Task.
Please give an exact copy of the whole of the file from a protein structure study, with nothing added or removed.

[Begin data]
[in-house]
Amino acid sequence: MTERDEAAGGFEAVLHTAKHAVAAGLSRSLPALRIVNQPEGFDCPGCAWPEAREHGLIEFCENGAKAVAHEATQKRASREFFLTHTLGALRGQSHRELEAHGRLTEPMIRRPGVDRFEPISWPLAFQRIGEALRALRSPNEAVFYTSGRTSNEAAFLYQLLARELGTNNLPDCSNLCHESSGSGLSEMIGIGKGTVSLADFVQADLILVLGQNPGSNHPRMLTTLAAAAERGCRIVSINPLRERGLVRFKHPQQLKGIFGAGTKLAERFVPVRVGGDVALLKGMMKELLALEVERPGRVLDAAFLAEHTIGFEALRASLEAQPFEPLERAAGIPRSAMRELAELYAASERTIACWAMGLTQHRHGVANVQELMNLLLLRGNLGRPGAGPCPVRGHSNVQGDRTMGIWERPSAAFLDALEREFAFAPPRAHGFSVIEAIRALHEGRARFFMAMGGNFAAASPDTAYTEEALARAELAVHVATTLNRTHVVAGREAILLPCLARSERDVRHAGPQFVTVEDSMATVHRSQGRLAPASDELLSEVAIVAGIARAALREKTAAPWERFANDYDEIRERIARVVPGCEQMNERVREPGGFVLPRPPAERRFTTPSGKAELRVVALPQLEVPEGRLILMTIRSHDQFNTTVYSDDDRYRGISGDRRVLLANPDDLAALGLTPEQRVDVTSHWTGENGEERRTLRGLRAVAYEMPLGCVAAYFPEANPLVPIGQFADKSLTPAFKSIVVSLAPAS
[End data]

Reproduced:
[in-house]
Amino acid sequence: MTERDEAAGGFEAVLHTAKHAVAAGLSRSLPALRIVNQPEGFDCPGCAWPEAREHGLIEFCENGAKAVAHEATQKRASREFFLTHTLGALRGQSHRELEAHGRLTEPMIRRPGVDRFEPISWPLAFQRIGEALRALRSPNEAVFYTSGRTSNEAAFLYQLLARELGTNNLPDCSNLCHESSGSGLSEMIGIGKGTVSLADFVQADLILVLGQNPGSNHPRMLTTLAAAAERGCRIVSINPLRERGLVRFKHPQQLKGIFGAGTKLAERFVPVRVGGDVALLKGMMKELLALEVERPGRVLDAAFLAEHTIGFEALRASLEAQPFEPLERAAGIPRSAMRELAELYAASERTIACWAMGLTQHRHGVANVQELMNLLLLRGNLGRPGAGPCPVRGHSNVQGDRTMGIWERPSAAFLDALEREFAFAPPRAHGFSVIEAIRALHEGRARFFMAMGGNFAAASPDTAYTEEALARAELAVHVATTLNRTHVVAGREAILLPCLARSERDVRHAGPQFVTVEDSMATVHRSQGRLAPASDELLSEVAIVAGIARAALREKTAAPWERFANDYDEIRERIARVVPGCEQMNERVREPGGFVLPRPPAERRFTTPSGKAELRVVALPQLEVPEGRLILMTIRSHDQFNTTVYSDDDRYRGISGDRRVLLANPDDLAALGLTPEQRVDVTSHWTGENGEERRTLRGLRAVAYEMPLGCVAAYFPEANPLVPIGQFADKSLTPAFKSIVVSLAPAS